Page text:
In hindsight, it felt like we were just putting a bandaid on the home for them to use the space temporarily until they got better. Yet, what if their condition was long term? They were basically stuck in a semi-functional home. Many people found themselves limited in where they went in the house and what they could do as they couldn’t reach all areas of the home. Usually, the most important areas to address were getting inside the home, having equipment in the bathroom, and access to a bed or bedroom.
One memorable patient of mine lived alone, and his only option was a hospital bed in his living room, as all bedrooms were upstairs. Until he regained strength to walk and do steps through home health and outpatient therapy, he would have to wash up in the half bath on the main floor. We had to get creative with how he got in the bathroom as the small door that didn’t allow clearance for a wheelchair.
This common situation led me to take a continuing education class on home modifications and to start learning more about how OTs can get into this niche of practice. It was always in the back of my mind, but life happened and we ended up moving to Crested Butte, Colorado for four months for my husband to do his graduate school internship at The Adaptive Sports Center. I took some time off from working in a clinic to review lodging facilities in the area and created a resource for visitors to know what homes and rooms are available that had accessible features. It was so fun seeing the different properties and creating something others could use to make their stay away from home more comfortable.
Discovering Universal Design
During our time in Colorado, I was researching the ADA and accessibility options and came across the design process Universal Design (UD). It was such an appealing design process for me. Could homes be functional and look “normal?” No one wants a hodgepodge of medical equipment added to a space. Being married to a husband who has had a spinal cord injury for 19+ years, I knew that someday we’d want to build a home like this. From my professional experience, I also knew that UD would benefit so many people with temporary conditions and aging. UD can also play a major role in transportation, urban development, community spaces, and activities. The options were endless, and the need was obvious [to us].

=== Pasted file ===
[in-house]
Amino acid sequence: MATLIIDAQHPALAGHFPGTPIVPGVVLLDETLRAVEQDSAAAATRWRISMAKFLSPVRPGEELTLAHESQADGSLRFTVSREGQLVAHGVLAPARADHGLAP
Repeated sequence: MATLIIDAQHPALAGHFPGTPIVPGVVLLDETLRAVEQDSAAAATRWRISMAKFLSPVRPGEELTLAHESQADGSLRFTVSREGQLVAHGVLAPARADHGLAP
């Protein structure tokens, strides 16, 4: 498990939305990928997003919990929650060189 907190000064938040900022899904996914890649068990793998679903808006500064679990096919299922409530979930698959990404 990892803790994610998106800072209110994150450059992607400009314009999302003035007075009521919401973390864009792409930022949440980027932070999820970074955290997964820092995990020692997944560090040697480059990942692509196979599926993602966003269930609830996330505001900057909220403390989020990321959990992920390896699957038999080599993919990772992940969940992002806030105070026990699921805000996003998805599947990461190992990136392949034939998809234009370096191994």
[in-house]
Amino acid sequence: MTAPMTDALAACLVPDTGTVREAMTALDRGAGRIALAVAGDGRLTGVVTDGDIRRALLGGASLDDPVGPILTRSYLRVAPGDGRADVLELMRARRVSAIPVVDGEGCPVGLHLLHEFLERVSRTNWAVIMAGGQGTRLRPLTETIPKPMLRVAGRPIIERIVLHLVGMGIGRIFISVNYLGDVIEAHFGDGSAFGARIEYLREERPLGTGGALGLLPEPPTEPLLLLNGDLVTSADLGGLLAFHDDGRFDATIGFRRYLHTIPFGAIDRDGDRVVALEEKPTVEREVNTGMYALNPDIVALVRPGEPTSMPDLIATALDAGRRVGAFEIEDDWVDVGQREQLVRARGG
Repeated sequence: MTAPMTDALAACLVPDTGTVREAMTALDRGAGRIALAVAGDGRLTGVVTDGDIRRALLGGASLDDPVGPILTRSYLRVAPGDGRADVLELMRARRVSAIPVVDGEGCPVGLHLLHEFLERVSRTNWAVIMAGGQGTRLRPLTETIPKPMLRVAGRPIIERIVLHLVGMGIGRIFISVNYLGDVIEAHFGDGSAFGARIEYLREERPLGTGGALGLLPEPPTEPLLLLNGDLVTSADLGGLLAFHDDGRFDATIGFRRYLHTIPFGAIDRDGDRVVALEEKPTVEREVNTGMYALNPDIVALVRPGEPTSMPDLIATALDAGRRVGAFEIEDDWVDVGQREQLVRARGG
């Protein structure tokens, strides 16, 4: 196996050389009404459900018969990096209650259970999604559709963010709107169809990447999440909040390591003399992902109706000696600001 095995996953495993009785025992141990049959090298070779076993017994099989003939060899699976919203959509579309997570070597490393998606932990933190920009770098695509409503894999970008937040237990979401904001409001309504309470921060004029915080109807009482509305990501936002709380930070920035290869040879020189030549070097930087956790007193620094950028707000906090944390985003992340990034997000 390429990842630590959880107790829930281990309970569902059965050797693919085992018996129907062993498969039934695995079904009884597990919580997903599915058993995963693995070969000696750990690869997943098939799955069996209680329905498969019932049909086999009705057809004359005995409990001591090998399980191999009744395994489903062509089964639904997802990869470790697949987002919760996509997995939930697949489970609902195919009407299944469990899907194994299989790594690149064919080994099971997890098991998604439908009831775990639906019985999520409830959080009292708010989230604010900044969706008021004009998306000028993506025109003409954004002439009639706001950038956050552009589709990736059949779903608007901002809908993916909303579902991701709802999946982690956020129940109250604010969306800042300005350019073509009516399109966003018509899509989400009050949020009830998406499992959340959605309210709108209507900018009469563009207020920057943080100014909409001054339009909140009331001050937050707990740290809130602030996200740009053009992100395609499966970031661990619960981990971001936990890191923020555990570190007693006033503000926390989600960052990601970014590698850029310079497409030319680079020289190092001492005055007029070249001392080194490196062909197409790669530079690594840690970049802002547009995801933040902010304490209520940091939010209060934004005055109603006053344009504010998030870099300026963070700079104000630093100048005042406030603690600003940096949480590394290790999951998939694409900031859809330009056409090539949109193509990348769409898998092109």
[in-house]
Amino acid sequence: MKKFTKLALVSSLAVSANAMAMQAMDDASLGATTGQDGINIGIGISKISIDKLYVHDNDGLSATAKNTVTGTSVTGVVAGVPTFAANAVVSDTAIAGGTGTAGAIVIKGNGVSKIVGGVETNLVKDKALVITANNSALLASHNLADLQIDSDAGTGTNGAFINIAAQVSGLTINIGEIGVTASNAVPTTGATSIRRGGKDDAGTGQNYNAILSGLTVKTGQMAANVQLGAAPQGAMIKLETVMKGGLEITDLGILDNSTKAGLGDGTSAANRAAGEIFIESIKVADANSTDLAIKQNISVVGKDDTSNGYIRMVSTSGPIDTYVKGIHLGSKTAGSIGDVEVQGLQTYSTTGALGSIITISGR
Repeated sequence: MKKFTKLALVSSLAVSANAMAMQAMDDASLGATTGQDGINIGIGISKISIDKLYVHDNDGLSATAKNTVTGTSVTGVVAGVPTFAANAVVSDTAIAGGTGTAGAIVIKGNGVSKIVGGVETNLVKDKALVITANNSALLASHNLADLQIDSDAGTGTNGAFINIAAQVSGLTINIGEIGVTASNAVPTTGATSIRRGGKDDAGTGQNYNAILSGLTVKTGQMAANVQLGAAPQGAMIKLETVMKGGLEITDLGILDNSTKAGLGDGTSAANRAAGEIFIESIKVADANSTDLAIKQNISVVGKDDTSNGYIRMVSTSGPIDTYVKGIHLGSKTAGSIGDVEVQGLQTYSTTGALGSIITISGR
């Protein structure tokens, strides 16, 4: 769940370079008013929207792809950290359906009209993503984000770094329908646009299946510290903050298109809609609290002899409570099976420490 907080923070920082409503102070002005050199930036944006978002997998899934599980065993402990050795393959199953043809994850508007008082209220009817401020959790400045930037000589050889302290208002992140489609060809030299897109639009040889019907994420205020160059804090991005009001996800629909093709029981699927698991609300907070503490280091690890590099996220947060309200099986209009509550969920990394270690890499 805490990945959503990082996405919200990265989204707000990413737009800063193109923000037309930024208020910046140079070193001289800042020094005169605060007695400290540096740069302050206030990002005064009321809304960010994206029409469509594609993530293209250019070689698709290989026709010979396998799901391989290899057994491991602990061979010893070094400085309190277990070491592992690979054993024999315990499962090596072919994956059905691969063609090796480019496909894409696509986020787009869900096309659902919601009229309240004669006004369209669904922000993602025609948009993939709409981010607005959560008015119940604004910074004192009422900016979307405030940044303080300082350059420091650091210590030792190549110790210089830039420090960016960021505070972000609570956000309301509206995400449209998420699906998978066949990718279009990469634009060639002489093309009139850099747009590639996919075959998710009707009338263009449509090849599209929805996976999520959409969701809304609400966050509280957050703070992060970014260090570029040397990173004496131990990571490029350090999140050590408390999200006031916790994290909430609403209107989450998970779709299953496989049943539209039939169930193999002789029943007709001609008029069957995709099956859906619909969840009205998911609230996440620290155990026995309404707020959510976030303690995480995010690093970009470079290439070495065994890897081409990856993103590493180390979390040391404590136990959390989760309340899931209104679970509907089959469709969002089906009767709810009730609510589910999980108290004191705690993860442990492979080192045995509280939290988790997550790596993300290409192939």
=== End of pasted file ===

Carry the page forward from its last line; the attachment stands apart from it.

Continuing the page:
Jumping into entrepreneurship
After our time in Colorado, Scott and I drove back east and decided to settle close to family and friends in Harrisonburg, Virginia. At that point we decided to start our own consulting business, Universal Design Partners, in an effort to partner with other organizations to help put universal design features into homes and community spaces. Our goal was to collaborate with other service providers to help do the work in homes of individuals who were wanting to make their homes more functional.
As a starry-eyed new entrepreneur, I knew I had skills to make a difference and saw so many homes in our community that would benefit from safer features. Not to mention all the new homes being built that could be designed and built with universally designed features that would benefit people in any life situation. I just needed to collaborate with someone to put those recommendations into people’s homes.